What can I do in 30 minutes a day? Part 1

a very paisley tote fabric selection

(Edit: I feel like my photo of “Paisley Prince Songbook” – bottom center – doesn’t do it justice. Please visit Patrick’s site or Spoonflower page (see below for links) for a better version until I have a chance to take a new photo.)

A few years back, when I still lived in Maryland, I was a member of a couple of quilt guilds. Two women that I knew from both guilds and who were good friends with each other wanted to learn/practice free-motion quilting. And so they presented each other with this challenge: to free-motion quilt 15 minutes a day. I think the challenge was supposed to include “and only 15 minutes” in order to see how much they could accomplish in that little period of time. But I know one of the women “couldn’t” stop and so at least sometimes went beyond the required time.

I had heard of this challenge before, but this was the first practical use of it I’d witnessed by people I knew other than myself. I hadn’t tried it with consistency myself, either. One of the friends, the one who sometimes went beyond the allotted time, had her finished product to show at the guild meeting. It was lovely – more so because she left in the less than ideal, perfect, beginners stitching along with the better, later, stitching.

And so, I’ve decided upon a similar challenge to myself, albeit for a bit longer time (30 minutes) each day. I’ve been wanting to start a project based on the wonderful fabric I received recently (“Paisley Prince Songbook” by Patrick aka Paisleypower). But, I’ve been in a bit of a predicament as to how to approach the project, other than to make an upgrade to my current library book tote.

I had some more involved ideas in mind, but in the end, I’ve decided to go for simple: a panel of the Prince fabric surrounded by a fabric frame of a second, monochrome gold, paisley fabric, which will also be used for the straps and other outer panels.  A third matching paisley will be used as the liner. My intention is to put in 30 minutes a day creating on this project until it is done.

The second outer fabric (pictured at upper right) – a lovely gold in color – was a recent thrift store find. Because Patrick’s fabric doesn’t have an ounce of gold in it that I can see, it’s possibly a weird choice, but it’s a monochrome and thus plainer fabric and so I think it’ll set off the main fabrics motifs in a great way. The liner fabric (upper left) was acquired by me long ago and used for a dress I once loved but is long gone. I thought it’d make a good liner as it is a softer fabric, probably rayon, but a durable version of rayon.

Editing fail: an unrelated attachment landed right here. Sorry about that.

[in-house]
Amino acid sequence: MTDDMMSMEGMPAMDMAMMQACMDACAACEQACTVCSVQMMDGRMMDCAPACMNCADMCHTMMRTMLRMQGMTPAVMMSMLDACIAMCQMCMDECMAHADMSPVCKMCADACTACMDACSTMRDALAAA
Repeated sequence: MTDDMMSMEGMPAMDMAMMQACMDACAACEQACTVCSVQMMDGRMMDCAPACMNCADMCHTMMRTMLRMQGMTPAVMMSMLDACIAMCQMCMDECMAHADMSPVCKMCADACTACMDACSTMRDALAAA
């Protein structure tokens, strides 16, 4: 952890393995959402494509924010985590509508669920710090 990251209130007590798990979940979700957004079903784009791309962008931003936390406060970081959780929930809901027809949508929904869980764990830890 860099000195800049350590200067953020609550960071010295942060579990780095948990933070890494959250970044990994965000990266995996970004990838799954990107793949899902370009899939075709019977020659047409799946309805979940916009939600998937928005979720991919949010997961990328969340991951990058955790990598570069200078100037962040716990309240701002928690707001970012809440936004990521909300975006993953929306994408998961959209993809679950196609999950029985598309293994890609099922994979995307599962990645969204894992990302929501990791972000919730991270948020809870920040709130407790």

The size of the tote will be more or less duplicating my current library book tote (roughly 9 1/2″ wide by 13″ high by 4 1/2″ deep, but with an additional longer of strap. I was going to post a picture of it, too, but I realized that that tote is, umm, embarrassingly not clean, and so I think I’ll wait until I’ve had a chance to wash it first.

Today in my half hour, I managed to find the coordinate fabrics I already had in mind to use and iron what I found. Also, because Spoonflower recommends pre-washing their cotton fabrics, I did that for the Prince fabric (by hand) and it is now drying.

If you are interesting in purchasing “Paisley Prince Songbook,” Patrick now has two versions available at Spoonflower: small and large. Also, I recommend you visiting his website to see more about the fabric as well as his other wonderful, mostly paisley, fabrics.

Stay tuned for daily updates on my creation of a “very paisley tote.”

1 Comment

  1. Excellent article and 30 minute-a-day challenge to make a “very paisley tote.” Thanks so much for choosing my Paisley Prince Songbook fabric to use as the outer print. Thanks for posting the links to Spoonflower so people can order the 2 different sizes. The gold fabric should look great. Prince liked to sing about gold and he wore gold-colored clothes too! I’m excited to see your finished tote bag when you have finished the challenge.

    Liked by 1 person

Leave a Reply

Fill in your details below or click an icon to log in:

WordPress.com Logo

You are commenting using your WordPress.com account. Log Out /  Change )

Google photo

You are commenting using your Google account. Log Out /  Change )

Twitter picture

You are commenting using your Twitter account. Log Out /  Change )

Facebook photo

You are commenting using your Facebook account. Log Out /  Change )

Connecting to %s